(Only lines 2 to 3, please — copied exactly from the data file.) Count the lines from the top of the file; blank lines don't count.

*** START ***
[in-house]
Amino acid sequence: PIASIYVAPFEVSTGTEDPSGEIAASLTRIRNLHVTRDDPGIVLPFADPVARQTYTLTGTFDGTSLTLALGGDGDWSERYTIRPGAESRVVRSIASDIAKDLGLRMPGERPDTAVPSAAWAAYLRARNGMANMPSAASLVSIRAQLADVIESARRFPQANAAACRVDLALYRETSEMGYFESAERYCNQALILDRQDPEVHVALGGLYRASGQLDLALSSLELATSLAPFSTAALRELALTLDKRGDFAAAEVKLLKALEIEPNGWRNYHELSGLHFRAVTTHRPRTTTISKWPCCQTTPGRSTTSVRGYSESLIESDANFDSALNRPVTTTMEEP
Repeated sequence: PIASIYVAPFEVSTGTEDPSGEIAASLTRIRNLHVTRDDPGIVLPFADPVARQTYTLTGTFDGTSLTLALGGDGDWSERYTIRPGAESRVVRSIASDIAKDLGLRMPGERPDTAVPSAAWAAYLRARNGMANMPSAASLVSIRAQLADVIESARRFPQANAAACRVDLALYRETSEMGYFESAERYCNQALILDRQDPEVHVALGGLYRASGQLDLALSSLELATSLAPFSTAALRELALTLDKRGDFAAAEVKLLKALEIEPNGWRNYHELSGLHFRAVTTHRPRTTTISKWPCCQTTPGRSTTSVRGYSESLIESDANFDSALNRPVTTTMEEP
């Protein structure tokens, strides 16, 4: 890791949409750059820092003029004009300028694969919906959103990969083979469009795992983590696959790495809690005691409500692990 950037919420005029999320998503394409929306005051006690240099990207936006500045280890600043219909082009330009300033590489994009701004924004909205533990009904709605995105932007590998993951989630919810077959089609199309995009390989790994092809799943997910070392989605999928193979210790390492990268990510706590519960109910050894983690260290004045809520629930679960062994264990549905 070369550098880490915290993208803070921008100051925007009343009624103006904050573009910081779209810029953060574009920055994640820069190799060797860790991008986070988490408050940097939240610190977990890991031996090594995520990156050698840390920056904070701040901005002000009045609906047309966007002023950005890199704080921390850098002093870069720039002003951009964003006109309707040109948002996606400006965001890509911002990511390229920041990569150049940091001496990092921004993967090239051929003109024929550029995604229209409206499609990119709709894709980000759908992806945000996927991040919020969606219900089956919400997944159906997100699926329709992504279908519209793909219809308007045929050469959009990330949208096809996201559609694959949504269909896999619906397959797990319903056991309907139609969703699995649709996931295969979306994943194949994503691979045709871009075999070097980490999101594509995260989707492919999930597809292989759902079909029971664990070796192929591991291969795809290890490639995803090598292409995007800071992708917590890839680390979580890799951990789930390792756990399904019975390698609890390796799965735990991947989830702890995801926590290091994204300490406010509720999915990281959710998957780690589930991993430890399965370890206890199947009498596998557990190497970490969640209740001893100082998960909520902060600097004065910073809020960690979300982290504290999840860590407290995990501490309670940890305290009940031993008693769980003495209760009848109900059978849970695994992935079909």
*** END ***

Amino acid sequence: PIASIYVAPFEVSTGTEDPSGEIAASLTRIRNLHVTRDDPGIVLPFADPVARQTYTLTGTFDGTSLTLALGGDGDWSERYTIRPGAESRVVRSIASDIAKDLGLRMPGERPDTAVPSAAWAAYLRARNGMANMPSAASLVSIRAQLADVIESARRFPQANAAACRVDLALYRETSEMGYFESAERYCNQALILDRQDPEVHVALGGLYRASGQLDLALSSLELATSLAPFSTAALRELALTLDKRGDFAAAEVKLLKALEIEPNGWRNYHELSGLHFRAVTTHRPRTTTISKWPCCQTTPGRSTTSVRGYSESLIESDANFDSALNRPVTTTMEEP
Repeated sequence: PIASIYVAPFEVSTGTEDPSGEIAASLTRIRNLHVTRDDPGIVLPFADPVARQTYTLTGTFDGTSLTLALGGDGDWSERYTIRPGAESRVVRSIASDIAKDLGLRMPGERPDTAVPSAAWAAYLRARNGMANMPSAASLVSIRAQLADVIESARRFPQANAAACRVDLALYRETSEMGYFESAERYCNQALILDRQDPEVHVALGGLYRASGQLDLALSSLELATSLAPFSTAALRELALTLDKRGDFAAAEVKLLKALEIEPNGWRNYHELSGLHFRAVTTHRPRTTTISKWPCCQTTPGRSTTSVRGYSESLIESDANFDSALNRPVTTTMEEP